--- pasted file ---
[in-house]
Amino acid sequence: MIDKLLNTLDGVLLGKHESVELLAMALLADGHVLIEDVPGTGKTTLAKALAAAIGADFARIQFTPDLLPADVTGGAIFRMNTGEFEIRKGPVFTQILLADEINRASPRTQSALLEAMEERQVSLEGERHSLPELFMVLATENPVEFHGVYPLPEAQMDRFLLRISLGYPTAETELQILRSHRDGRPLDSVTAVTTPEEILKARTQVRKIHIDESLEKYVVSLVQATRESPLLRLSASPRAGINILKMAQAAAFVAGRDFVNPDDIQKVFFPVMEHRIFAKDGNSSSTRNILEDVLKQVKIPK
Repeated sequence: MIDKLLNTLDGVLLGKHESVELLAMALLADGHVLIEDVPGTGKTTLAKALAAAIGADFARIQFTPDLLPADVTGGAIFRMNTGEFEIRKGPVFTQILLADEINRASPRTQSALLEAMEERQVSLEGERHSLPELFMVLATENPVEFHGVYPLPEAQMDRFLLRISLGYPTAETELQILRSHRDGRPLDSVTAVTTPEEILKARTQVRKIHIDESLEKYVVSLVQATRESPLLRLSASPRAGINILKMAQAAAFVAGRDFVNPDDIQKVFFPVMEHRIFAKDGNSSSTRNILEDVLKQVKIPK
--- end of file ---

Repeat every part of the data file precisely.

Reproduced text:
[in-house]
Amino acid sequence: MIDKLLNTLDGVLLGKHESVELLAMALLADGHVLIEDVPGTGKTTLAKALAAAIGADFARIQFTPDLLPADVTGGAIFRMNTGEFEIRKGPVFTQILLADEINRASPRTQSALLEAMEERQVSLEGERHSLPELFMVLATENPVEFHGVYPLPEAQMDRFLLRISLGYPTAETELQILRSHRDGRPLDSVTAVTTPEEILKARTQVRKIHIDESLEKYVVSLVQATRESPLLRLSASPRAGINILKMAQAAAFVAGRDFVNPDDIQKVFFPVMEHRIFAKDGNSSSTRNILEDVLKQVKIPK
Repeated sequence: MIDKLLNTLDGVLLGKHESVELLAMALLADGHVLIEDVPGTGKTTLAKALAAAIGADFARIQFTPDLLPADVTGGAIFRMNTGEFEIRKGPVFTQILLADEINRASPRTQSALLEAMEERQVSLEGERHSLPELFMVLATENPVEFHGVYPLPEAQMDRFLLRISLGYPTAETELQILRSHRDGRPLDSVTAVTTPEEILKARTQVRKIHIDESLEKYVVSLVQATRESPLLRLSASPRAGINILKMAQAAAFVAGRDFVNPDDIQKVFFPVMEHRIFAKDGNSSSTRNILEDVLKQVKIPK